Iranian Supreme Court's ruling on Christians gives hope for religious freedom

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The Supreme Court of Iran has ruled that belonging to a house church does not make Christians "enemies of the state".

The decision was passed down last month in the case of nine Christian converts serving five-year sentences for attending house churches. 

They were imprisoned for "acting against national security" - a common charge used to imprison Christians in Iran.

In a decision handed down on 3 November, the Iranian Supreme Court said the converts should not have been charged with this because their involvement in house churches or promoting Christianity does not amount to acting against national security.

"Merely preaching Christianity, and promoting the 'Evangelical Zionist sect', both of which apparently means propagating Christianity through family gatherings [house-churches] is not a manifestation of gathering and collusion to disrupt the security of the country, whether internally or externally," the Supreme Court said. 

The ruling went on to state that forming house churches was not a breach of Articles 498 and 499 of the Islamic Penal Code, which relates to involvement in "anti-state groups".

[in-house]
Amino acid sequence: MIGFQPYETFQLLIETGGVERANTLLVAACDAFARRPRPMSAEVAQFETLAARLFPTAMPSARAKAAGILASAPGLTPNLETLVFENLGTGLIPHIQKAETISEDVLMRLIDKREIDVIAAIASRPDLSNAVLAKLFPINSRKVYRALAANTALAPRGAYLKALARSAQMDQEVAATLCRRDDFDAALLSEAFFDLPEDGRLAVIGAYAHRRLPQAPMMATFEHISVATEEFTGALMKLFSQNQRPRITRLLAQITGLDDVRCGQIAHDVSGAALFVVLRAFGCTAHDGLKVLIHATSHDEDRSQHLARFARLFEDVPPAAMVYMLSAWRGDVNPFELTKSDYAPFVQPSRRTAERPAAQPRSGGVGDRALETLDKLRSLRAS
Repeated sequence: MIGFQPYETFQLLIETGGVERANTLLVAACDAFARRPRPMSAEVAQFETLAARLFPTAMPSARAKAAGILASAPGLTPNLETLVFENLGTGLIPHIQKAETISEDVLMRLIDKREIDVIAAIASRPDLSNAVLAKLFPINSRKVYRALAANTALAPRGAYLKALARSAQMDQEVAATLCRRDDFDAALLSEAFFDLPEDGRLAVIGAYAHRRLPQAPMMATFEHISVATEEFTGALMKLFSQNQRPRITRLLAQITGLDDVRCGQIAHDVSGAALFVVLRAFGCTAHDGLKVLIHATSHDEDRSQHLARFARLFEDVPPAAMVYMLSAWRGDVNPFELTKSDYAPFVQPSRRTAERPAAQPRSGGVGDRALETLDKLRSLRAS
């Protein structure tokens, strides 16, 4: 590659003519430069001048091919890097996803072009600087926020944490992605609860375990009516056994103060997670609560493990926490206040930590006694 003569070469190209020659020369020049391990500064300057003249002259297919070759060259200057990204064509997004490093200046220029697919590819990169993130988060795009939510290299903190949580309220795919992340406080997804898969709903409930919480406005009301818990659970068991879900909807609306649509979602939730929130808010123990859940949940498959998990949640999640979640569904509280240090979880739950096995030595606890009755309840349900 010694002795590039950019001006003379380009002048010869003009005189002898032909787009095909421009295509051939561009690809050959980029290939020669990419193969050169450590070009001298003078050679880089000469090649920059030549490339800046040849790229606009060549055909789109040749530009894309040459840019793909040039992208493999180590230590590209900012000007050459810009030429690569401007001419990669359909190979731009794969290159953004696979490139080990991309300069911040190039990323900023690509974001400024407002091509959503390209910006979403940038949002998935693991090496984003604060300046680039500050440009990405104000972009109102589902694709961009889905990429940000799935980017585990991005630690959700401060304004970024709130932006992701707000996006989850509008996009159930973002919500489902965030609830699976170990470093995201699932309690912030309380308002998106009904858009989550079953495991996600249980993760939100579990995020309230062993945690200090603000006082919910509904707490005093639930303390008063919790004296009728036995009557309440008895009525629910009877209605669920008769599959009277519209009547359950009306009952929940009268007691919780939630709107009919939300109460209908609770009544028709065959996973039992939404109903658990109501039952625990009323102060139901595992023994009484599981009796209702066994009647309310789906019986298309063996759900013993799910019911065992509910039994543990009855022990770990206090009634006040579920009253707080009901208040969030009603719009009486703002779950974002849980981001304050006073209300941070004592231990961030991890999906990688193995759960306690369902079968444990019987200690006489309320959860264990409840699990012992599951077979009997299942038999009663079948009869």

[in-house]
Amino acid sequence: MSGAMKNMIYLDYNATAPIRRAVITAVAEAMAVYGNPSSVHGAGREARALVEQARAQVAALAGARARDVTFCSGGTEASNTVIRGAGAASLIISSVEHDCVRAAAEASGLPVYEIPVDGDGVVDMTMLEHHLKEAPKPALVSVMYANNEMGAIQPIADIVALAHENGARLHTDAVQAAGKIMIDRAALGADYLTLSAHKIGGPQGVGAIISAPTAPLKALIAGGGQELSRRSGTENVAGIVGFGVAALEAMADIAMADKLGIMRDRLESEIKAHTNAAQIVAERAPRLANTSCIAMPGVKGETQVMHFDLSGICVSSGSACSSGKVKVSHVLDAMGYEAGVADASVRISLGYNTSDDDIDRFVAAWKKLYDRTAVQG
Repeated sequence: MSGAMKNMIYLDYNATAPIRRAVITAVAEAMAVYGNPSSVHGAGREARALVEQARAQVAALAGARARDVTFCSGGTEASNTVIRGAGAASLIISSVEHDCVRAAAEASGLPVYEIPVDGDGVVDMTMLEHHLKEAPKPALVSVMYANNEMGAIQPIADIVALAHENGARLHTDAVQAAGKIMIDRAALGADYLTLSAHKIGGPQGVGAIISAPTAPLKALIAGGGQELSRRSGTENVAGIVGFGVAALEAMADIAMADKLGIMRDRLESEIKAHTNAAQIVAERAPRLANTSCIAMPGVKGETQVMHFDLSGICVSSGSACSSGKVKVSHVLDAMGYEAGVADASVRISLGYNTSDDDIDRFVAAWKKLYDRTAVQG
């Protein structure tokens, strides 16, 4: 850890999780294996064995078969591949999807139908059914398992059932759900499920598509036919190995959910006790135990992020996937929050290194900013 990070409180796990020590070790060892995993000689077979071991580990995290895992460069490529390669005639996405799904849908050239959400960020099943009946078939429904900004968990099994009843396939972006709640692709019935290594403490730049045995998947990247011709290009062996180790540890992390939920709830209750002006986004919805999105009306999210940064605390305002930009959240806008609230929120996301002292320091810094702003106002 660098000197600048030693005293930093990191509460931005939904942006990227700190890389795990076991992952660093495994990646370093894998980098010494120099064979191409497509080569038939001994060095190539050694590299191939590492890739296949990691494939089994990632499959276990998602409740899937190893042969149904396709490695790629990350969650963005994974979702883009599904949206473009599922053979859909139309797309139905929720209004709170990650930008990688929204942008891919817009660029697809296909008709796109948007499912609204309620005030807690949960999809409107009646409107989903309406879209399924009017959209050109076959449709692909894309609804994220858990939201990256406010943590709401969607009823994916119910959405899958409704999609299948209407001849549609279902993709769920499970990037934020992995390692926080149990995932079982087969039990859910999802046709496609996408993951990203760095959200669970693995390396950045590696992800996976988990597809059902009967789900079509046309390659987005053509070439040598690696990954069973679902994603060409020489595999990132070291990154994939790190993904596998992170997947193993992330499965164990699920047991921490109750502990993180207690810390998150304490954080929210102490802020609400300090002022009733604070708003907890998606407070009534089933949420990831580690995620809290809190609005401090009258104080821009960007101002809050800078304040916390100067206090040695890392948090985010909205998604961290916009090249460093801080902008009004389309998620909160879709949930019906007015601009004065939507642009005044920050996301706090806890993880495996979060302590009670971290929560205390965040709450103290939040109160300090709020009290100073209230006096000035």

Open Doors said the ruling on the two Articles was "significant" because they were used to convict the more than 20 Christians currently in Iranian prisons over their involvement in house churches.

Open Doors partner and Article 18 advocacy director, Mansour Borji, said the decision had the potential to become a landmark ruling and positively influence future cases against Persian-speaking Iranian Christians.

"We welcome this ruling from the highest court in the land," he said.

"The Supreme Court's ruling should now pave the way for the release of the nine Christians following a retrial at a Revolutionary Court.

"Even more importantly, it will give the Christians – and thousands of others across Iran – hope that they may now be able to worship together in their homes without fear of imprisonment."

He called on Iran to permit Persian-speaking Christians to gather freely to worship without fear of arrest or imprisonment. 

Mansour said: "We further call for Persian-speaking Christians to be provided with a specific place of worship, as is their right under both Iran's constitution and the international covenants to which Iran is a signatory, without reservation."